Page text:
You old boiler!

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    You old boiler!

    I can probably look this up, but I'm so shattered at the moment I thought I would ask the members, because I know this will be something many of you have had to face in your time.

    A short while ago ( I had a pretty bad time with one property where the washing machine and fridge freezer both conked-out at the same time. That cost, added with the £260 it cost me to repair the Aqualisa shower a bit earlier in the year, means I've spent around £1,100 on this property this year... that's not too bad, but bear in mind the rent is only £550, so it's 2 months of incoming (not bothering about tax etc.).

    Anyway, this morning - emergency phone call as the boiler was leaking... well, it was more than leaking - some "micro accumulator tank" had cracked and water was squirting out of the top of the boiler, hitting the ceiling and coming down in a shower onto the kitchen floor. When I arrived there was about a centimetre of water all over the wooden flooring. After a lot of faffing around (and getting completely soaked through by lying on the floor - why is my stop-cock in such an inaccessible place - will need to look at that) I managed to turn the water off and we got an emergency plumber out who said "blah-blah-blah £300 for the part blah-blah-blah plus half a day of labour"... at which point I realised we were looking at a new boiler.

    So... that's the top-and-tail of it... new boiler. Replacing a 9-year old combi. with something new - on the advice that it's not economical to repair (and the water could have affected anything else anyway).

    What's the tax rules? If I got some all-singing-all-dancing Vaillant combi. boiler with super-duper efficiency and loads of smartness to it - is that classed as some form of betterment..? Or if I do replace a broken boiler with a new boiler (of any type or cost) can I claim tax relief on that because it's a fixture-and-fitting? I am really hoping no-one tells me I must repair to be able to claim tax relief.

    Thankfully my Tenants are quite relaxed. They said "bad luck comes in threes, so this will be it now", but then they remembered that we were really on number four already... so we all had a laugh and a can of Diet Coke. Then I went out to my car and I had a little cry before shouting "GAAAAAAAAAAAAAAAAAAAAAAAAAAAAAAHHHHH!"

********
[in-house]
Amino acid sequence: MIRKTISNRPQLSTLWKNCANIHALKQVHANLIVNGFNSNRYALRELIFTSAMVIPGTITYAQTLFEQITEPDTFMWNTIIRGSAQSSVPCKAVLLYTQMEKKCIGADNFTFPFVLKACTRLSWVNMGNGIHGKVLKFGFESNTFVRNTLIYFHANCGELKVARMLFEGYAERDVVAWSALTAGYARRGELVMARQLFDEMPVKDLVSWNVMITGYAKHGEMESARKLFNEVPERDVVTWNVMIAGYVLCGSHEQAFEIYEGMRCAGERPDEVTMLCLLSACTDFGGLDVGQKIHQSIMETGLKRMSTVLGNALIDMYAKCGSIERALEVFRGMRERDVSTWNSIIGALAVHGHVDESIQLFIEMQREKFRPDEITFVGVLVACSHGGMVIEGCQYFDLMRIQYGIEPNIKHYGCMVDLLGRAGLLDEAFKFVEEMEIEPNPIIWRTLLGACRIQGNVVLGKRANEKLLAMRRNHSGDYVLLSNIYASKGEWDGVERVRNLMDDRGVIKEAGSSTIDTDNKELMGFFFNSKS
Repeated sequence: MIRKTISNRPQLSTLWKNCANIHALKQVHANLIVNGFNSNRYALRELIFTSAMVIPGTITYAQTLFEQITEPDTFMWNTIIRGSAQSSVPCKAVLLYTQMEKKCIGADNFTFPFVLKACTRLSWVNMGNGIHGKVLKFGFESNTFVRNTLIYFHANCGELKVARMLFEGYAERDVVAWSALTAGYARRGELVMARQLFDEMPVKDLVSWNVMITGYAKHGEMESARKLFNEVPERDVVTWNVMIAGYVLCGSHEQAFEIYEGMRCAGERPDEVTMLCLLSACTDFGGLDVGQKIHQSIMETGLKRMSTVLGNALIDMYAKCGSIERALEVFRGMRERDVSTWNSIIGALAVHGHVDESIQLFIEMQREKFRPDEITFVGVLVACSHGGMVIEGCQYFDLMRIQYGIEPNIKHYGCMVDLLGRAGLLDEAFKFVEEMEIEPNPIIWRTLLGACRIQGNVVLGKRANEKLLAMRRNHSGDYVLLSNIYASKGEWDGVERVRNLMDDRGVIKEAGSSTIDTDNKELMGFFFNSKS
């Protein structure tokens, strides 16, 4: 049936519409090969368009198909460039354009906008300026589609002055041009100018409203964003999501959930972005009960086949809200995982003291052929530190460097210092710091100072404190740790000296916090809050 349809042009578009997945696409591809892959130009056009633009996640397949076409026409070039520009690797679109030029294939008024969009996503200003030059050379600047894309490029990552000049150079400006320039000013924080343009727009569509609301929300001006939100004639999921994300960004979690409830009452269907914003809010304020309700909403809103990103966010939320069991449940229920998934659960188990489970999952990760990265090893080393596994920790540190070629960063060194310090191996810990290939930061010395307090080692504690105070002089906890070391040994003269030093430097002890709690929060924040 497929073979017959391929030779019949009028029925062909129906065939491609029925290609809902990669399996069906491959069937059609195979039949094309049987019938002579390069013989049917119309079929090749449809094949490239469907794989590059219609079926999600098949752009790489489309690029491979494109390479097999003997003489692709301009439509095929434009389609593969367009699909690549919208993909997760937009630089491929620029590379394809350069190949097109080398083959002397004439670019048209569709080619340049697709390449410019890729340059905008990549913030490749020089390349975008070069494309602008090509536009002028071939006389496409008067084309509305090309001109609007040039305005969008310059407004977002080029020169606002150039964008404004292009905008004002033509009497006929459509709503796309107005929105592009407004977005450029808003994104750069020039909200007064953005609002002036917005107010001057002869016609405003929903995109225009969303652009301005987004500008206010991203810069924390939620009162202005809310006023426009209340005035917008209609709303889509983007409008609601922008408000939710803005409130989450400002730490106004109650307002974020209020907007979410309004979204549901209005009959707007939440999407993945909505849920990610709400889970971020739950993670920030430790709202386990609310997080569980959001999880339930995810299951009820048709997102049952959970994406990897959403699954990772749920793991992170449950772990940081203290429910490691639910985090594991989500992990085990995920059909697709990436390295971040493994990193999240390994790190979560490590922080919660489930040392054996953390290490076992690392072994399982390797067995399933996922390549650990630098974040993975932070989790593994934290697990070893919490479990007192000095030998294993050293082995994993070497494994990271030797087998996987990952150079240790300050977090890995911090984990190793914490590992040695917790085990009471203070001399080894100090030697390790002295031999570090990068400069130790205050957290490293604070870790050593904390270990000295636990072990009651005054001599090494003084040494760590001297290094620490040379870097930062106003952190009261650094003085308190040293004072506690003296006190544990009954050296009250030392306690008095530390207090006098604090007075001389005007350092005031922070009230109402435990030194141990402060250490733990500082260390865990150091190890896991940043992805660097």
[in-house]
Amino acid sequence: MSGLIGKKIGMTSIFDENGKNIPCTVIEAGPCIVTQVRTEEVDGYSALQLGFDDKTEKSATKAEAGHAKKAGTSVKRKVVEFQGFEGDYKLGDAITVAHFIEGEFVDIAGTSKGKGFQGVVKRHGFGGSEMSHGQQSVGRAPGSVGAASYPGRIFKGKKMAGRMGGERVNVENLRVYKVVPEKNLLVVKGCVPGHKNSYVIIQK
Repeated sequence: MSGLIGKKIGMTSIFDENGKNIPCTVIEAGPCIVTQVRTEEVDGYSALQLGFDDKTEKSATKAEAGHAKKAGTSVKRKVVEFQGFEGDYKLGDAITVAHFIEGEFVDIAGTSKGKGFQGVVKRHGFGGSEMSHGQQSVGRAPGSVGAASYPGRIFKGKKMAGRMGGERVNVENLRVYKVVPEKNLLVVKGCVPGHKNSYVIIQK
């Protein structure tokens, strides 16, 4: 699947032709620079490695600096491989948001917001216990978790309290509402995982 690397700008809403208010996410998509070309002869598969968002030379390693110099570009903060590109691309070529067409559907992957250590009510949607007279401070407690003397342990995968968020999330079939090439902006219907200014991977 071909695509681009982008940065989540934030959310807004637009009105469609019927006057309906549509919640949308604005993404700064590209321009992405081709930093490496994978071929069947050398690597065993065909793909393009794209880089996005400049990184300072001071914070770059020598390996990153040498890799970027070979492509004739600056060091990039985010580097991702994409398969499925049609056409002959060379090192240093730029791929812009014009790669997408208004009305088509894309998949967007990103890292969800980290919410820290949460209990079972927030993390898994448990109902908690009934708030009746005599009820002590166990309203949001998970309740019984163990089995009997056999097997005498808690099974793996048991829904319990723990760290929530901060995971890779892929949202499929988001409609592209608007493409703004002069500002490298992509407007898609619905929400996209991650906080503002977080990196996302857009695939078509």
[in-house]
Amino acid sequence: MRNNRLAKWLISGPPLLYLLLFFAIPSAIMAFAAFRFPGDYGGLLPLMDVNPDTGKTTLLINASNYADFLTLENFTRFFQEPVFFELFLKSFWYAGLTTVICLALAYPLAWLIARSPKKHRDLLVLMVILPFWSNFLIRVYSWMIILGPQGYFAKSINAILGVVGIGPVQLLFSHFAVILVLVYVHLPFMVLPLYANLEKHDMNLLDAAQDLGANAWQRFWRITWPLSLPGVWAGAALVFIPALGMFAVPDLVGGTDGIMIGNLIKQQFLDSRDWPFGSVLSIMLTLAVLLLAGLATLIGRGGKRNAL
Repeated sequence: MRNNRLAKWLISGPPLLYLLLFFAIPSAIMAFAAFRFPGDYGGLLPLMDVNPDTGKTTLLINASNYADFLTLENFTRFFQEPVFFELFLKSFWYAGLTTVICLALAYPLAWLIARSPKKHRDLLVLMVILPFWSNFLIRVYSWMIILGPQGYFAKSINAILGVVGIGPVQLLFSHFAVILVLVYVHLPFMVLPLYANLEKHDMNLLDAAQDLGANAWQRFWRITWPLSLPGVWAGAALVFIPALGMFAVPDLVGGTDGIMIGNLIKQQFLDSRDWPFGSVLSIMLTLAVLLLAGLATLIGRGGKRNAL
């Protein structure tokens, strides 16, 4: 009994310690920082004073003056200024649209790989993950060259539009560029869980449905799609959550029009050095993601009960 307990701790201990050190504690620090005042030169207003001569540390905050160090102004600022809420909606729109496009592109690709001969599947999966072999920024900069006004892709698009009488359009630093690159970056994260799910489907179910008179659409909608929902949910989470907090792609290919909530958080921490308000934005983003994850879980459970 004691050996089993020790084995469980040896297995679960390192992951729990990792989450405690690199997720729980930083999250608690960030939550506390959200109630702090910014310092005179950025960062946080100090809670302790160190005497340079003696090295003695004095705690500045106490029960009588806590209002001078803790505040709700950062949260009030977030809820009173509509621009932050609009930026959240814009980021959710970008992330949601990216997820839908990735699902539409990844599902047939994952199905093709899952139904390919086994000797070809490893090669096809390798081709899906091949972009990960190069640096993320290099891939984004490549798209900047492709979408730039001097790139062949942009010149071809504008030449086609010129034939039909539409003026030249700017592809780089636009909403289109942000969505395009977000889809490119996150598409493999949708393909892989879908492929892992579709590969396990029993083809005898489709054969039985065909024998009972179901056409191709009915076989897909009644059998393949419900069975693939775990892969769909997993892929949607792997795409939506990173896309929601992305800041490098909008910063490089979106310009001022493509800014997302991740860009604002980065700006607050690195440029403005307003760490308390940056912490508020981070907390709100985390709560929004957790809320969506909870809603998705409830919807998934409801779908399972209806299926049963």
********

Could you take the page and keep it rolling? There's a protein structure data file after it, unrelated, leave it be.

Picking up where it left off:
Finally... personal recommendations? Vaillant I hear is top of the tree... but Baxi (I was told today) offer a 7 year warranty, which sounds nice.

    If you replace an old boiler with a new one, that's a business expense and allowable.
    Even if the new one is better than the previous one, that's not betterment (unless it spews gold or makes tea or something).

    You have my sympathy.
    The day before a tenant moved we failed a routine gas inspection on a nearly new boiler.
    £1800 that cost me.
    The tax is a crumb of comfort.
    When I post, I am expressing an opinion - feel free to disagree, I have been wrong before.
    Please don't act on my suggestions without checking with a grown-up (ideally some kind of expert).



      You bought the £1,800 model that makes tea, then? Which one is it and is there the alternative model for coffee?


        No I got ripped off for the labour cost, but did get the job done the following morning and the tenant moved in on time.

        I was drinking something much stronger than tea by that point.
        When I post, I am expressing an opinion - feel free to disagree, I have been wrong before.
        Please don't act on my suggestions without checking with a grown-up (ideally some kind of expert).


          Firstly, Intergas combis are the most reliable you will find - they are designed in a way which eliminates just about every moving part which is likely to fail in a conventional combi - in particular the diverter valve and the secondary heat exchanger.

          Secondly, all the little hitches you've suffered are completely predictable and budgetable! For example, boilers are likely to need replacing every ten years. I reckon on three years from a washing machine. You need to build these costs into your plans, and make sure your rental income covers them. If it doesn't (and you're charging a market rent) then you do not have a viable business!


            Thanks for the Intergas thought... checking into that. Would be interested in what kind of warranty you get there, delighted by the 7 years offered by Baxi so that is probably front-runner. It seems like it's parts and labour too, but I must read all the small print. Intergas do seem to have a 2 or 3 year warranty on parts... no problem if they're so reliable but I'd genuinely expect a longer warranty than that.